This Échelle (scale) des Crus was originally created for grape pricing by weight but is commonly used today as an identifier for quality. The cru is usually clearly mentioned on the bottle and consist of a Grand Cru or Premier Cru.

If nothing is mentioned at all, then it’s likely just a Cru, which means that it is legally allowed to use the Champagne name. However, some French wines enjoy being mysterious and may expect you to have some prior knowledge.

Champagne itself hosts a total of 17 grands crus, which represent 14% of Champagne’s total surface area. Premiers crus account for nearly 18% of the land and finally, crus account for the remaining 69% of the region.

Choosing your Champagne according to Cru may have an impact on its price but it also suggests that you can expect superior quality. The aforementioned guide on Champagne grapes and geography covers this extensively. Furthermore, it lists out every Grand and Premier cru village according to sub-region, which you can use as a reference for choosing or even visiting!

3. What Are The Different Bottle Sizes?

There are many well-known bottle sizes that are available for purchase as well as more elusive ones. For example, Huitièmes were sample bottles given to American soldiers and Quarts that were served on commercial flights. Today, these are highly sort for by collectors. Another small bottle is the Chopine, which is the traditional French unit of volume at 25 cl.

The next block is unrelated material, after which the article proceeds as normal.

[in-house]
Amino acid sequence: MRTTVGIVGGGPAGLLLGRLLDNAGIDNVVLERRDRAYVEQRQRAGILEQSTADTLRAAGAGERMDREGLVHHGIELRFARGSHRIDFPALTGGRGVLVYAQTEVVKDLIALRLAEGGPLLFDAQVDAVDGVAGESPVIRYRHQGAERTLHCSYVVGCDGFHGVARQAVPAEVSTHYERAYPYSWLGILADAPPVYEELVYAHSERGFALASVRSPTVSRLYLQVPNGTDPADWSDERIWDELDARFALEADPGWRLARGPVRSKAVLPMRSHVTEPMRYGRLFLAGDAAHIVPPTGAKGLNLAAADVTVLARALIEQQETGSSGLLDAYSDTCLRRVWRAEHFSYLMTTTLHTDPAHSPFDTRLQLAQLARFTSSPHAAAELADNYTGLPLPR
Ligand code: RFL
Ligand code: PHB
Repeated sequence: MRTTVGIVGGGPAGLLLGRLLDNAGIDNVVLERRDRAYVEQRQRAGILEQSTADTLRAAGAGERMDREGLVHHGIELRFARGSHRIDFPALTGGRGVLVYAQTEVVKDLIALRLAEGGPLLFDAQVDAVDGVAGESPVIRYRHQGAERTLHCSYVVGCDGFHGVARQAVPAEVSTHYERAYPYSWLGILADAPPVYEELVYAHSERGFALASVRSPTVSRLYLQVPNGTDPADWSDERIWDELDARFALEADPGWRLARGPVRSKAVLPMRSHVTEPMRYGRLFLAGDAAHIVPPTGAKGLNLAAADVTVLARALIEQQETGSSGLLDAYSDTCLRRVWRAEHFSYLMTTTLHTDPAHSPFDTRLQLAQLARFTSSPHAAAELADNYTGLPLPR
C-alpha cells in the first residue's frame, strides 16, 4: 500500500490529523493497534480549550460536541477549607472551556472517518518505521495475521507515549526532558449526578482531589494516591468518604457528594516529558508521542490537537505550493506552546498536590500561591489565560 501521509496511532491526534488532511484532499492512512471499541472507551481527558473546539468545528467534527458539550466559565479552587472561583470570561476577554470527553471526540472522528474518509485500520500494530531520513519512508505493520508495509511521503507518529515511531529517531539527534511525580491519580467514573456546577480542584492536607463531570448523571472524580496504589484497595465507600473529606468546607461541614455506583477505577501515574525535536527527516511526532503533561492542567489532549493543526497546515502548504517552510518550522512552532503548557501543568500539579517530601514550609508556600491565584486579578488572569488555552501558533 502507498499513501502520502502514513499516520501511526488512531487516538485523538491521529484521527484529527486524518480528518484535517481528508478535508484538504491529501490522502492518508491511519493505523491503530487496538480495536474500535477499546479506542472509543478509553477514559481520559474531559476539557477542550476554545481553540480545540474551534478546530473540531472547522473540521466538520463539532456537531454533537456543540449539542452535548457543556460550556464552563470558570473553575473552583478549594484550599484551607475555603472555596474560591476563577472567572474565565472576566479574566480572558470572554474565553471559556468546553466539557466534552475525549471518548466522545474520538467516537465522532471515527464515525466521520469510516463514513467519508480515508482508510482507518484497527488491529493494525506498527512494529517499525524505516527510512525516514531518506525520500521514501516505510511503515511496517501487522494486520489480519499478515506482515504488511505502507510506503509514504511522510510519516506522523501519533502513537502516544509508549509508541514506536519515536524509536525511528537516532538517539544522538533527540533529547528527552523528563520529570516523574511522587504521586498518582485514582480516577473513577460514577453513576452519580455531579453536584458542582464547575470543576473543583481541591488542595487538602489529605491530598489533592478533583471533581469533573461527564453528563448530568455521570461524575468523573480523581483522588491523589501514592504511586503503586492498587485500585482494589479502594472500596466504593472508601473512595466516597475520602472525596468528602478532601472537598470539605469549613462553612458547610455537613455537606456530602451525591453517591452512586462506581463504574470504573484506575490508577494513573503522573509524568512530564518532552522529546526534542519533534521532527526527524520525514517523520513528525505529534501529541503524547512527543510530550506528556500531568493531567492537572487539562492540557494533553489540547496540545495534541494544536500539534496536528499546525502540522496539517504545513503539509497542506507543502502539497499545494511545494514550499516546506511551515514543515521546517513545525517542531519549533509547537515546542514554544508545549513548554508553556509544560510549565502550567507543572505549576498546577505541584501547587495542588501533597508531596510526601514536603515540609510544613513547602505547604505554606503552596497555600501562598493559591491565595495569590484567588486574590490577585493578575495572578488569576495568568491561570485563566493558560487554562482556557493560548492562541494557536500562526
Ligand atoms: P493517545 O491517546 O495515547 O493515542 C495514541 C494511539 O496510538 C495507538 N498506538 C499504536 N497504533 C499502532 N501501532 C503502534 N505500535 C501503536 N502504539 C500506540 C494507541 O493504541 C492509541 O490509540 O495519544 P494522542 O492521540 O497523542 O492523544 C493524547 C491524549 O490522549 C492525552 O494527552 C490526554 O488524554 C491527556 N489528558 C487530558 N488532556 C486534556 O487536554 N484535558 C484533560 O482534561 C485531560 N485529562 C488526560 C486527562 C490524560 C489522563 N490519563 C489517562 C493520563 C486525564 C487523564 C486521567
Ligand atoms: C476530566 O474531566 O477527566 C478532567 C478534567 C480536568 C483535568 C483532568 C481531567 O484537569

• Contents: 37.5 cl (12.7 Oz)
  • Number of Standard Bottles: 0.5
  • Servings: 2-3

Fillettes or “half-bottles” are a relatively recent addition to the Champagne family. Catering to people on smaller budgets or drinking in small numbers, they’re ideal for a quick aperitif.

However, due to their small volume, they age badly and shouldn’t be kept long. Furthermore, they are much more expensive per litre and are sold at only a fraction cheaper than standard bottles.

Imperial Pint

  • Contents: 47 cl (16 Oz)
  • Number of Standard Bottles: 0.62
  • Servings: 3-4

The Imperial Pint used to be Britain’s favourite measure of Champagne. It was especially famous for its association with Winston Churchill. Pol Roger would supply him with Imperial Pints that he would have for breakfast.

Although today the Imperial Pint is more-or-less extinct, campaigners are pushing for its return.


  • Contents: 75 cl (25 Oz)
  • Number of Standard Bottles: 1
  • Servings: 5-6

The traditional name for the classic Champagne bottle, they have existed in one form or another since the 1st Century. However, it wasn’t until the 18th Century that it earned its name.

The form has changed slightly since then with a thicker neck and cork. Furthermore, the glass used has become much thicker over the centuries in order to withstand the pressure within.


  • Contents: 1.5 l (50 Oz)
  • Number of Standard Bottles: 2
  • Servings: 10

Magnums are the better known larger bottle variants. Their usage dates back to 1788 in England and an abbreviation of Magnum Bonum (large and good). Although they’re associated with decadence, they’re considered by professionals as an ideal size for ageing Champagne.


  • Contents: 3 l (101 Oz)